APPEAL from the Circuit Court of Cook County; the Hon. DAVID
A. CANEL, Judge, presiding.
MR. JUSTICE RIZZI DELIVERED THE OPINION OF THE COURT:
Plaintiff, Paul Haas, conservator of the estate and person of Thomas Haas, an incompetent, filed suit against defendants, Westlake Community Hospital, a corporation, Joseph Interlandi, M.D., Jeanne Mercer, M.D., Harold Smith, M.D. and Martin Green, M.D. The suit seeks damages for personal injuries suffered by Thomas Haas at the time of his birth. The court granted defendants' motions to dismiss based on the expiration of the limitation period for filing the suit (Ill. Rev. Stat. 1977, ch. 83, par. 22.1) and laches. We reverse and remand.
On August 16, 1956, Ruth Haas was admitted to the Westlake Community Hospital and was under the care of the individual physician defendants. Two days later, she gave birth to Thomas Haas. On August 18, 1974, Thomas Haas reached the age of 18. In 1977, he was adjudicated an incompetent in a probate court proceeding in Cook County. This suit was filed on February 28, 1978.
Plaintiff contends the action is not barred by the two-year limitation period for filing personal injury actions arising from patient care, because the allegations contained in the complaint are sufficient to invoke the statutory exception for persons who are insane or mentally ill. The statute provides:
"If the person entitled to bring the action is, at the time the cause of action occurred, * * * insane, or mentally ill, * * * the period of limitations does not begin to run until the disability is removed." (Ill. Rev. Stat. 1977, ch. 83, par. 22.1.)
The complaint alleges "that from the date of birth to present, Thomas Haas has been a mental incompetent and incapable of managing his own person and affairs."
1, 2 Defendants argue that plaintiff "has not alleged in this complaint that he has been insane or mentally ill since birth. Instead, he simply alleged that he has been a `mental incompetent' since birth." We reject defendants' argument that the suit should be dismissed because the wording in the complaint does not mirror the terminology found in the applicable exception to the limitation statute. (See Peach v. Peach (1966), 73 Ill. App.2d 72, 75, 218 N.E.2d 504, 505.) In this regard, pleadings must be liberally construed with a view toward doing substantial justice between the parties. (Ill. Rev. Stat. 1977, ch. 110, par. 33(3).) A pleading is sufficient as long as it reasonably informs the opposing party of the nature of the claim or defense. (Ill. Rev. Stat. 1977, ch. 110, par. 42(2).) These and similar provisions of the Civil Practice Act should be used by courts> as tools to overcome word-construction stumbling blocks which would preclude a case from being heard on the merits. (See Fleshner v. Copeland (1958), 13 Ill.2d 72, 77, 147 N.E.2d 329, 332; Walinski v. Morrison & Morrison (1978), 60 Ill. App.3d 616, 619, 377 N.E.2d 242, 244.) Here, the trial court neglected to give effect to the purpose of the applicable sections of the Civil Practice Act.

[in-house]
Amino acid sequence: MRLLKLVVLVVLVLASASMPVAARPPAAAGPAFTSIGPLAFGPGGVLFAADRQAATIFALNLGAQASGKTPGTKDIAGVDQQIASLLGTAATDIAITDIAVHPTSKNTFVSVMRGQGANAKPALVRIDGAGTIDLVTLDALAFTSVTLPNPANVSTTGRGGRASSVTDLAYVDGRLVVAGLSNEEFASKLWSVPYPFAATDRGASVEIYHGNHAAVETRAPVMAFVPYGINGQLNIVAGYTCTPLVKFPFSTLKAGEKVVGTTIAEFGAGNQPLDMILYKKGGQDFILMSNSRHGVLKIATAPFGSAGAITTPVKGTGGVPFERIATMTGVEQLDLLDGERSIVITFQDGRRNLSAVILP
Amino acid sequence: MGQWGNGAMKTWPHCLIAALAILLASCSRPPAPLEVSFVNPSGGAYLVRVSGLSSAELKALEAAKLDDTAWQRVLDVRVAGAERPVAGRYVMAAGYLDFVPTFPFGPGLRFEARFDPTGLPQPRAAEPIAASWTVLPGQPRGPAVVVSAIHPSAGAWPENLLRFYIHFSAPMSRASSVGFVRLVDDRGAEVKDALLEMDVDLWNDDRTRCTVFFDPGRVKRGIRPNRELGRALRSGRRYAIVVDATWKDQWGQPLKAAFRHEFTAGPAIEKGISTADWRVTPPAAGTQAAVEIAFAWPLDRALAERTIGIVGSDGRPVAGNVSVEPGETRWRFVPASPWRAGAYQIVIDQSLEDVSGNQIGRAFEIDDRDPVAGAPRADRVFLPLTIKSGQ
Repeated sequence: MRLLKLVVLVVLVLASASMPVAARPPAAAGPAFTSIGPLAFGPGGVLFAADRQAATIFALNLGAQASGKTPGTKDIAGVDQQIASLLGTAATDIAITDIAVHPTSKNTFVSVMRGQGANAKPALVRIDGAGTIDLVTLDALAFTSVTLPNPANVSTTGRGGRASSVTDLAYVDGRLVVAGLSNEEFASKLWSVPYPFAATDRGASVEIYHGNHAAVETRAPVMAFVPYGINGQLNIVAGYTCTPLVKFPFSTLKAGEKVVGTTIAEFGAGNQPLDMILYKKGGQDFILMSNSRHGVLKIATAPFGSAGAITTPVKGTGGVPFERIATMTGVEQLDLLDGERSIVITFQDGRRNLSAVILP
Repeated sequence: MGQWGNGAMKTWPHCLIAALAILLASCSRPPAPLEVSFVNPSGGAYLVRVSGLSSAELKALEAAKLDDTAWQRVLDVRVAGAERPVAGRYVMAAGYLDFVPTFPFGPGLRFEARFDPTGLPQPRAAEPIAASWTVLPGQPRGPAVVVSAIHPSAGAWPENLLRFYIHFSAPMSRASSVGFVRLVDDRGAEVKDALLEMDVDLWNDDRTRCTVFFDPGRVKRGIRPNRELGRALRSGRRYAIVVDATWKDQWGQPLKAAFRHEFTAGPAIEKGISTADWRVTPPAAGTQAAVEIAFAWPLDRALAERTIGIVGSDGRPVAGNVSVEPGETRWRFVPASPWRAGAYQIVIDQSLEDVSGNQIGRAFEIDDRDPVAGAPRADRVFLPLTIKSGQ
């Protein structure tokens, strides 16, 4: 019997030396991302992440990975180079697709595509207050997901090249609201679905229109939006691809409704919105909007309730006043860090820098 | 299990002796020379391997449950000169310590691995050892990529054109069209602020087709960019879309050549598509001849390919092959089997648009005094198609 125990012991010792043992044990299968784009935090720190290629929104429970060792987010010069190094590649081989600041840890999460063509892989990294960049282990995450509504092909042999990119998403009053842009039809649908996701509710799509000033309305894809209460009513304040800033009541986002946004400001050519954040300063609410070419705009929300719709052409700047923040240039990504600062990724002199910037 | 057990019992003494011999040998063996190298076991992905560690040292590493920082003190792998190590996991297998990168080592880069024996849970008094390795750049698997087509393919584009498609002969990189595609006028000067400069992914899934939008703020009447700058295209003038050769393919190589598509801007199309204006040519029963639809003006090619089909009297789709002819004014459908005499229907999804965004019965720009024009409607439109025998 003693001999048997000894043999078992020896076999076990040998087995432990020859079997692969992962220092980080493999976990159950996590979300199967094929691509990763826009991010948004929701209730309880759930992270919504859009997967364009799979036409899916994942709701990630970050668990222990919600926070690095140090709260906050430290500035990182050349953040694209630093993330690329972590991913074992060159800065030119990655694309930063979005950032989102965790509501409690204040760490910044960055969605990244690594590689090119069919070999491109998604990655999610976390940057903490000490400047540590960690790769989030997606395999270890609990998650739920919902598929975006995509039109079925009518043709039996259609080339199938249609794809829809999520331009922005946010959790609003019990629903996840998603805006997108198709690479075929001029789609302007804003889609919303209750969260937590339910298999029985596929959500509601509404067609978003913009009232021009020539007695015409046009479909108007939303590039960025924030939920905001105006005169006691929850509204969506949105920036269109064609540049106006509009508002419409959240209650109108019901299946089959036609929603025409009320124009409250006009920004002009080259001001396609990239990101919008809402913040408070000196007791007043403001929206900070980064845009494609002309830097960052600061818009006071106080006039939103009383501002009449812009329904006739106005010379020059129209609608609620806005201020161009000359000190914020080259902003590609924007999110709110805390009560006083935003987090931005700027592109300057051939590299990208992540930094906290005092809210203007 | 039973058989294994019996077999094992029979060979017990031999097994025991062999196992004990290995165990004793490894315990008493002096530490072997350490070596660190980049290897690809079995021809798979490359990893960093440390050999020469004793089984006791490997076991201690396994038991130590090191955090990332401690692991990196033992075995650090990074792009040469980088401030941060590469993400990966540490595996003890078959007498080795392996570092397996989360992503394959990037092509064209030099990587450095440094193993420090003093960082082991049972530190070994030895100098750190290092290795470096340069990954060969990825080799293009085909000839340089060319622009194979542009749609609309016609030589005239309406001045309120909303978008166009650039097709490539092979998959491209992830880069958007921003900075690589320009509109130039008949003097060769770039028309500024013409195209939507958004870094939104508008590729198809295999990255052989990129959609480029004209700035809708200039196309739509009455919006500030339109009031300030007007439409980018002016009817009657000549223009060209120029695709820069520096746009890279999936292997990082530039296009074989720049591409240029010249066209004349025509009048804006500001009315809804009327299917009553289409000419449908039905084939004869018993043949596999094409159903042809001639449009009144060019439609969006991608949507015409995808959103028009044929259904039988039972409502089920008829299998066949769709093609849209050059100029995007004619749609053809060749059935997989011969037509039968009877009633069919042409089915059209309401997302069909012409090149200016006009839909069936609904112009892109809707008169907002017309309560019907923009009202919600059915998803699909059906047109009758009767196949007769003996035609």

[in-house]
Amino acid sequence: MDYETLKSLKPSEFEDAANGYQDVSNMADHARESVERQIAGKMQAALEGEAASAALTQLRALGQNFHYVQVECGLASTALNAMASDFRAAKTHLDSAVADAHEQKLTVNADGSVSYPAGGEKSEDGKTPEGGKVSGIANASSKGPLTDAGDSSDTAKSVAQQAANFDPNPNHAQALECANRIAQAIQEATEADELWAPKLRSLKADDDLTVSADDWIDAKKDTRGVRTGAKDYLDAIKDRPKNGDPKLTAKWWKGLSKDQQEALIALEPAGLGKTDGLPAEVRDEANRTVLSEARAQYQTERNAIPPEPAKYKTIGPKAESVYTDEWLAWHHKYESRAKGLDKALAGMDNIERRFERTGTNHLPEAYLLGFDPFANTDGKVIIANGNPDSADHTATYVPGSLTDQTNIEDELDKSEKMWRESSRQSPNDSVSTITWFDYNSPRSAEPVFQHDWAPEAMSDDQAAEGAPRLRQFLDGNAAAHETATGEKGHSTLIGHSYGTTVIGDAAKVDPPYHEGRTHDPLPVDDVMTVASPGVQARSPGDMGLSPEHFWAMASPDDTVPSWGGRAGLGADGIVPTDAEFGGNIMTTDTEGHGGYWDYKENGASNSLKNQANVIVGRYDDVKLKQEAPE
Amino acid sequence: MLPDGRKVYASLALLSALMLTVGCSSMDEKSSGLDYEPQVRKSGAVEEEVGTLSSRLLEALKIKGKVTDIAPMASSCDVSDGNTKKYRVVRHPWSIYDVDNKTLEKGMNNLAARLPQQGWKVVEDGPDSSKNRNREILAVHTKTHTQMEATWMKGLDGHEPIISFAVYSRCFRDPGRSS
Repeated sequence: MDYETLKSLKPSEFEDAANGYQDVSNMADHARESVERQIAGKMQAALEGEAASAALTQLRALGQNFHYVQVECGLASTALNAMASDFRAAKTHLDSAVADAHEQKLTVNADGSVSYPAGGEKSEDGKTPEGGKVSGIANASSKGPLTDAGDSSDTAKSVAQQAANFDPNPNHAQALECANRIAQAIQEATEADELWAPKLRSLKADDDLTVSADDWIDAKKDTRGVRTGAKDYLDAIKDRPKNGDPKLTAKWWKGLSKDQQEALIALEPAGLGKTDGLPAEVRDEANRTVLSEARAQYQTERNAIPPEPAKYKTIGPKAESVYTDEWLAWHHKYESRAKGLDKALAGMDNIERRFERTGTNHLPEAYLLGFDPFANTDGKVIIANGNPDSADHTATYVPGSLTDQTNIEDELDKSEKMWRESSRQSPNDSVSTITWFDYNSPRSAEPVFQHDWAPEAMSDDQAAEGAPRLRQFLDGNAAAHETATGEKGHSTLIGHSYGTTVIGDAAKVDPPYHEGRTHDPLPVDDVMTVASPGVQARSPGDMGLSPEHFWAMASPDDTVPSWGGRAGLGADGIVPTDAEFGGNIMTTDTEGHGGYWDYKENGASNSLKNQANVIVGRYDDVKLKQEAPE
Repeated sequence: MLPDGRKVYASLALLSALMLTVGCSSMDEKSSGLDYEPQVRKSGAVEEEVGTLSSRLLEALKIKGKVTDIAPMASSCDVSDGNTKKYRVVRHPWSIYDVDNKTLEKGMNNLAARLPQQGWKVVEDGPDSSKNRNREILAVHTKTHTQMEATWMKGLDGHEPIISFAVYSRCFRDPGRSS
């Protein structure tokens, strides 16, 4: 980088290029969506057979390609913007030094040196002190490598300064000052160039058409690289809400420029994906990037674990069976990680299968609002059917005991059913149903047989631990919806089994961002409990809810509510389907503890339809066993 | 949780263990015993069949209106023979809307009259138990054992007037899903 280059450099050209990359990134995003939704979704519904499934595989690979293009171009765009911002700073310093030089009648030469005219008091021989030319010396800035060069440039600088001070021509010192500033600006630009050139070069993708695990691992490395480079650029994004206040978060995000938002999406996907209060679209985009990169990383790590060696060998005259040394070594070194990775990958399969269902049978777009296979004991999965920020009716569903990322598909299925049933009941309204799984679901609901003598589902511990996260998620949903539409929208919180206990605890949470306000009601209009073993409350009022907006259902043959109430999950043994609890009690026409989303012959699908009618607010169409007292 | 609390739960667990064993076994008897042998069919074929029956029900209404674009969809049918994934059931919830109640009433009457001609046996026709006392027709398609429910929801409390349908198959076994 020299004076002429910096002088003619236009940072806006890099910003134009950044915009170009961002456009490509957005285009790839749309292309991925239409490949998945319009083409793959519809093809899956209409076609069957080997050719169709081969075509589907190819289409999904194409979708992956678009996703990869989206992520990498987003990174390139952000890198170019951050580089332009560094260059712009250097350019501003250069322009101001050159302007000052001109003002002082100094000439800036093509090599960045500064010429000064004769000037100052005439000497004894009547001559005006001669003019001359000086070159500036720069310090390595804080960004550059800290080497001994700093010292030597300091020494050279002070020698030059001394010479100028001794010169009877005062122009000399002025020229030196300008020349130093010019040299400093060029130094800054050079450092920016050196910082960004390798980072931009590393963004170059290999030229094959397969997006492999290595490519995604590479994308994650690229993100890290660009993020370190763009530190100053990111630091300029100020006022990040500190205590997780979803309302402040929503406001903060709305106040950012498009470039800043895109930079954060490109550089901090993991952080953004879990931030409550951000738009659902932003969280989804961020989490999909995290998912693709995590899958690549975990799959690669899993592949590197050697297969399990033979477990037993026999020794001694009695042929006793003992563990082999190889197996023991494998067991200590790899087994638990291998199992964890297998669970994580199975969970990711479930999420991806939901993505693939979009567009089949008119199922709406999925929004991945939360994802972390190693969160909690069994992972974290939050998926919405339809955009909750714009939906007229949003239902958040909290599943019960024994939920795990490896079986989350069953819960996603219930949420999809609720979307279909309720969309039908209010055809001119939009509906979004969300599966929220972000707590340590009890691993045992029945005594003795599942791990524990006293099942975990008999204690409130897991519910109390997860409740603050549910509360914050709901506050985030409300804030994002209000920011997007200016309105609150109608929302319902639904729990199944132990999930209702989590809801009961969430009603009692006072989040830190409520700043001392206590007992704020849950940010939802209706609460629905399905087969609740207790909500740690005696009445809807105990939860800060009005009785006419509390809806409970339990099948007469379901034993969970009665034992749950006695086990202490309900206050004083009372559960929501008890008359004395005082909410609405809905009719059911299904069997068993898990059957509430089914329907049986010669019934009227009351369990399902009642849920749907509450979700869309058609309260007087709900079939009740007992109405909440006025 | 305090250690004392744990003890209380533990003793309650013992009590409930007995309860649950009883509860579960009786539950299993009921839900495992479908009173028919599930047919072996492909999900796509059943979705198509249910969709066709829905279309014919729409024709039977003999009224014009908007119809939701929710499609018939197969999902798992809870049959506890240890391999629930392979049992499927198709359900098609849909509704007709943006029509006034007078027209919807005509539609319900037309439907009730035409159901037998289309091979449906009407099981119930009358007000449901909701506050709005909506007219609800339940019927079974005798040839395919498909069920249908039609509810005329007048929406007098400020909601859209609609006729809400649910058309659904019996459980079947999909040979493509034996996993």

We next consider whether, on the basis of the pleadings, the suit is barred by laches. If the plaintiff can prove that at the time the cause of action occurred Thomas Haas was insane or mentally ill, the period of limitations for filing the suit does not begin to run until the disability is removed. During that relevant time, Thomas Haas cannot be held accountable for any apparent delay, negligence, or laches in seeking redress through the courts>, and he is not affected by the limitations period in the statute. (See In re Estate of Goldberg (1937), 288 Ill. App. 203, 212-13, 5 N.E.2d 863, 867; Van Buskirk v. Van Buskirk (1893), 148 Ill. 9, 26, 35 N.E. 383, 386; Dodge v. Cole (1881), 97 Ill. 338, 349.) The court, therefore, erred in ruling that the suit should be dismissed because of laches.
Accordingly, the order dismissing the suit is reversed and the case is remanded to the trial court.
McGILLICUDDY, P.J., and McNAMARA, J., concur.